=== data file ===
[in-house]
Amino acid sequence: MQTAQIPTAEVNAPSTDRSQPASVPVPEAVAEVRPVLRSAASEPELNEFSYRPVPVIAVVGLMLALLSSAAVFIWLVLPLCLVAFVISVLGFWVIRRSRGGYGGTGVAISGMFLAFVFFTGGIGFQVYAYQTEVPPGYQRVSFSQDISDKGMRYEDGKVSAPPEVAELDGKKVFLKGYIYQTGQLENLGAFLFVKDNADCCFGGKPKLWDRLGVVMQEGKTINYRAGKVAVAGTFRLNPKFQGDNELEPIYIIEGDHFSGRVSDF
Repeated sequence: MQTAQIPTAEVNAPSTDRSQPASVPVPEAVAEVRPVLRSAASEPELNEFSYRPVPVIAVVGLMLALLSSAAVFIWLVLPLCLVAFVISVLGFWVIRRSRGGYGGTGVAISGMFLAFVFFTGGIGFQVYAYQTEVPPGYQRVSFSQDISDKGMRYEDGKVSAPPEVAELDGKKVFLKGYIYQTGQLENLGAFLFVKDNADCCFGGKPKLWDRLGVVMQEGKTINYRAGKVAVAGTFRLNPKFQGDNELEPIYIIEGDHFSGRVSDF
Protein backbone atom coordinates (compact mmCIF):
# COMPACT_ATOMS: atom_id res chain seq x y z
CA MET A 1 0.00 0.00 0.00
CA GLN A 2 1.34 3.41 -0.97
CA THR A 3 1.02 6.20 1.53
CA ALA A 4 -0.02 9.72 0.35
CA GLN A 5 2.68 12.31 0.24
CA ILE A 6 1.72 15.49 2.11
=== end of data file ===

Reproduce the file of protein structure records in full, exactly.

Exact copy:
[in-house]
Amino acid sequence: MQTAQIPTAEVNAPSTDRSQPASVPVPEAVAEVRPVLRSAASEPELNEFSYRPVPVIAVVGLMLALLSSAAVFIWLVLPLCLVAFVISVLGFWVIRRSRGGYGGTGVAISGMFLAFVFFTGGIGFQVYAYQTEVPPGYQRVSFSQDISDKGMRYEDGKVSAPPEVAELDGKKVFLKGYIYQTGQLENLGAFLFVKDNADCCFGGKPKLWDRLGVVMQEGKTINYRAGKVAVAGTFRLNPKFQGDNELEPIYIIEGDHFSGRVSDF
Repeated sequence: MQTAQIPTAEVNAPSTDRSQPASVPVPEAVAEVRPVLRSAASEPELNEFSYRPVPVIAVVGLMLALLSSAAVFIWLVLPLCLVAFVISVLGFWVIRRSRGGYGGTGVAISGMFLAFVFFTGGIGFQVYAYQTEVPPGYQRVSFSQDISDKGMRYEDGKVSAPPEVAELDGKKVFLKGYIYQTGQLENLGAFLFVKDNADCCFGGKPKLWDRLGVVMQEGKTINYRAGKVAVAGTFRLNPKFQGDNELEPIYIIEGDHFSGRVSDF
Protein backbone atom coordinates (compact mmCIF):
# COMPACT_ATOMS: atom_id res chain seq x y z
CA MET A 1 0.00 0.00 0.00
CA GLN A 2 1.34 3.41 -0.97
CA THR A 3 1.02 6.20 1.53
CA ALA A 4 -0.02 9.72 0.35
CA GLN A 5 2.68 12.31 0.24
CA ILE A 6 1.72 15.49 2.11